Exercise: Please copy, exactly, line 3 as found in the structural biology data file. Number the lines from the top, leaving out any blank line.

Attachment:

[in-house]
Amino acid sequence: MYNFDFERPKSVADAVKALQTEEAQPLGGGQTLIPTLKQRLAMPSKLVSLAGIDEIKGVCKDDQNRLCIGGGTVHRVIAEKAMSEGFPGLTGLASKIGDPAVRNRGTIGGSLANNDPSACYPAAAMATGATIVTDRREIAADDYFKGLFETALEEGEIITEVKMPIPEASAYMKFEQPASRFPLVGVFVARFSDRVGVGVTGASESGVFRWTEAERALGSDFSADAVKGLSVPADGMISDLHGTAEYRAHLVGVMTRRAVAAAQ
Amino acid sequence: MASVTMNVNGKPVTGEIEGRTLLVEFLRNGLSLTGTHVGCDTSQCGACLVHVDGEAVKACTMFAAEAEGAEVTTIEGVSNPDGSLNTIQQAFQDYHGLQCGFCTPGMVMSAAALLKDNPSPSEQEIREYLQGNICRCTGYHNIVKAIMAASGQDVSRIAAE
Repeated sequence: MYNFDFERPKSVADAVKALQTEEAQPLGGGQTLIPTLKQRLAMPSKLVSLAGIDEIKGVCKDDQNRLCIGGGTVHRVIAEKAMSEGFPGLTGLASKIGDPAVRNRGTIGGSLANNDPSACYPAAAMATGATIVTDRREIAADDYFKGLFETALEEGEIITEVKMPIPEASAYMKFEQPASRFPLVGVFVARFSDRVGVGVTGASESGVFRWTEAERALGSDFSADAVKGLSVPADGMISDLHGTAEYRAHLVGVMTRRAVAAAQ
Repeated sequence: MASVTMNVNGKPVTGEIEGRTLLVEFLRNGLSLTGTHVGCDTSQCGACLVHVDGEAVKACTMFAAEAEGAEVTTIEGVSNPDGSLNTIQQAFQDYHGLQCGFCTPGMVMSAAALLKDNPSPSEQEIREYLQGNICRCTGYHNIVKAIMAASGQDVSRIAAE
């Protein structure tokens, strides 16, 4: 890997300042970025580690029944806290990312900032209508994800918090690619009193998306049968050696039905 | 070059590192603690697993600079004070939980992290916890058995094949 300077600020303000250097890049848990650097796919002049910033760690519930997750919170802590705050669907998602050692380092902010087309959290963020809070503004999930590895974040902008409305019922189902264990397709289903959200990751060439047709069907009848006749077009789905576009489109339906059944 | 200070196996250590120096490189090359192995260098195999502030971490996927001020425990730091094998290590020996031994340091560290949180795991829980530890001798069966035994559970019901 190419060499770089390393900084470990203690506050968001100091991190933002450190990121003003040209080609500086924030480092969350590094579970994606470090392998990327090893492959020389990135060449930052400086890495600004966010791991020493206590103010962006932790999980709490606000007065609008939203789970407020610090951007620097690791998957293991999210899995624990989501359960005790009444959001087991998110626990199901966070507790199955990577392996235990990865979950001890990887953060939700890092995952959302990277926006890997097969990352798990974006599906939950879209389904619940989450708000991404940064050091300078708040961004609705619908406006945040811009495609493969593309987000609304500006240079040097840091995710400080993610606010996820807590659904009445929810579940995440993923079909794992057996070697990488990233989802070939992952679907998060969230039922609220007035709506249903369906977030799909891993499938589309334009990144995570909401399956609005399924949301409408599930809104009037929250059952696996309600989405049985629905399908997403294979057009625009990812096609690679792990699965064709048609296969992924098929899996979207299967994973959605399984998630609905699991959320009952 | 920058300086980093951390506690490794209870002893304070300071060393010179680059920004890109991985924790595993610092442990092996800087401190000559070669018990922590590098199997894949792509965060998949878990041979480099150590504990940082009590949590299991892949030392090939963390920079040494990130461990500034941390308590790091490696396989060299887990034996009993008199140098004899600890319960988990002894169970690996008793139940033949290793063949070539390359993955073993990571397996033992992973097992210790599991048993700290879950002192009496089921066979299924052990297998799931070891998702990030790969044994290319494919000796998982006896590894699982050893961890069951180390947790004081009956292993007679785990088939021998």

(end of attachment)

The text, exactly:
Amino acid sequence: MASVTMNVNGKPVTGEIEGRTLLVEFLRNGLSLTGTHVGCDTSQCGACLVHVDGEAVKACTMFAAEAEGAEVTTIEGVSNPDGSLNTIQQAFQDYHGLQCGFCTPGMVMSAAALLKDNPSPSEQEIREYLQGNICRCTGYHNIVKAIMAASGQDVSRIAAE